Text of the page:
Just as human joints can begin to become painful and inflamed over time, dogs can suffer from arthritis too. Arthritis in dogs commonly occurs in the knees or hips but can also be in the shoulders or wrists. There are several methods of physical therapy you can try if your dog has been diagnosed with arthritis.
Canine physical therapists can teach you several range-of-motion exercises you can do with your dog to help relieve the pain of arthritis.
- When your dog is laying on its side, move its legs in a circular motion as if it was running. Do this slowly, and massage the dogs limbs with your fingers as you do the movements.
- Teach your dog to stand with either the front or back legs elevated depending on where the arthritis is centered. Use a bucket, a step, or even a book, as long as it is large enough to bring your dog up off the ground. This will stretch the hips, shoulders, and legs.
Swimming is very effective for dogs with arthritis pain. If you have access to a pool, lake, or other body of water, take your dog swimming as often as possible.
Many animal therapy clinics have endless pools that force water through a small lap pool and allow the dog to swim continuously. Therapy clinics may also have underwater treadmills let dogs go for a walk without putting stress on joints. In fact, veterinarymedicine.com says that these treadmills not only help arthritis, but other injuries and obesity. So if arthritis is making it hard for your dog to improve his or her health, an underwater treadmill may be the key to recovery.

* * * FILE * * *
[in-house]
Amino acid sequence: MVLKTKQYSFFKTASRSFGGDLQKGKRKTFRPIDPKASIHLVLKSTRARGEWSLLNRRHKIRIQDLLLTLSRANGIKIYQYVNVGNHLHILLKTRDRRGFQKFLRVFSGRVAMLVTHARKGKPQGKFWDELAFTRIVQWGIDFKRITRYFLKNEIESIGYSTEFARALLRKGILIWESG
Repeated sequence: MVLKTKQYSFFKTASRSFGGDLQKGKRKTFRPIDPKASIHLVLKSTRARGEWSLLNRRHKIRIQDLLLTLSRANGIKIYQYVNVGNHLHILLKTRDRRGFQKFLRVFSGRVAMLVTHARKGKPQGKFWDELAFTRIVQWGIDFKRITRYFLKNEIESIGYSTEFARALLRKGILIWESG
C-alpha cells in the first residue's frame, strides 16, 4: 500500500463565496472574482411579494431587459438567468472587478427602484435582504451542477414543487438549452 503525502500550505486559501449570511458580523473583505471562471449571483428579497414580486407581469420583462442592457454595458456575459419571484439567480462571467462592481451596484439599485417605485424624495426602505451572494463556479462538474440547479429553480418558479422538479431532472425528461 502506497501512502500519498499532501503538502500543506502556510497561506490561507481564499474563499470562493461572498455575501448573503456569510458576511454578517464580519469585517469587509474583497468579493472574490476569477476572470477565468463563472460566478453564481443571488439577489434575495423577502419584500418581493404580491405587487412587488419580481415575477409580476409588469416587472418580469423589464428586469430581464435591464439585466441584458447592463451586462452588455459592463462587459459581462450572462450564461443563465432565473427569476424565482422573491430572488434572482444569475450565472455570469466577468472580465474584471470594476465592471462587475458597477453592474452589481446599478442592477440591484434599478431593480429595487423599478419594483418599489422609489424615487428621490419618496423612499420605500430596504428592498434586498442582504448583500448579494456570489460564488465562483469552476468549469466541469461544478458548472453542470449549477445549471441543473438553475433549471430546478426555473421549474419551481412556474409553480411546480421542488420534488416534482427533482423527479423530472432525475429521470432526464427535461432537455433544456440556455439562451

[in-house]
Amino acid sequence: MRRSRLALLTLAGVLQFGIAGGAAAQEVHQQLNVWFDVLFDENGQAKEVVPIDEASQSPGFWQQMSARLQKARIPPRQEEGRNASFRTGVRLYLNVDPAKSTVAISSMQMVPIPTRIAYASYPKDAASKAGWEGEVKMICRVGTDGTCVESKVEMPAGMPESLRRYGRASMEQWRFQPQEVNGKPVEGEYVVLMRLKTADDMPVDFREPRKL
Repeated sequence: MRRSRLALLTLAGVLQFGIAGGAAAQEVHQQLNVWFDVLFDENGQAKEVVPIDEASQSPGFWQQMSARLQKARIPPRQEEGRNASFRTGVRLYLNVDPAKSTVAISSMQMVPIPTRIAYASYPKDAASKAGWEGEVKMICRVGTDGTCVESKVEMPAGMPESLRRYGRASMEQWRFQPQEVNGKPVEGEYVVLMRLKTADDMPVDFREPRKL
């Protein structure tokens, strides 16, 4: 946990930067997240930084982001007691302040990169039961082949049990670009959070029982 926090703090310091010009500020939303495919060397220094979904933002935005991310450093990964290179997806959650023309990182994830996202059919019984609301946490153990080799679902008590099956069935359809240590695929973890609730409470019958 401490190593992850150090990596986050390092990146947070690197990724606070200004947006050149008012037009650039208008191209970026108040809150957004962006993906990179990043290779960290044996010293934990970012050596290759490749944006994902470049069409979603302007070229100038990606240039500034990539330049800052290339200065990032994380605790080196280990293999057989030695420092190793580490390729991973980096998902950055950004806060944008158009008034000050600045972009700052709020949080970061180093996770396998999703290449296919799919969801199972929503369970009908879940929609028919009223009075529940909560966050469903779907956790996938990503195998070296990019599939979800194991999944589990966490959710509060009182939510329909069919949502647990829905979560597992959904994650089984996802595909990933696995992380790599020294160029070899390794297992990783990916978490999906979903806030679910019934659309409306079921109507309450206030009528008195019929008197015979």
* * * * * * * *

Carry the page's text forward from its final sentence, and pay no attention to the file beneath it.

Gently massage the area where the dog has arthritis by pushing with your fingers around the area. Gradually make the massage harder until your dog shows signs of being uncomfortable. Deep tissue massage can increase blood flow to the area, relax the muscles, and help alleviate pain.
Regular massage may make it possible for your dog to use a fuller range of motion in movement. This will also relieve arthritis pain.
Some canine massage therapists will use calming essential oils like tea tree oil or lavender oil.
There are many ways to treat arthritis in dogs, and your veterinarian may suggest medication or even surgery as well as physical therapy. Ask your veterinarian if your dog would benefit from seeing a professional canine physical therapist to treat the arthritis and to give you suggestions for exercises you can do with your dog at home.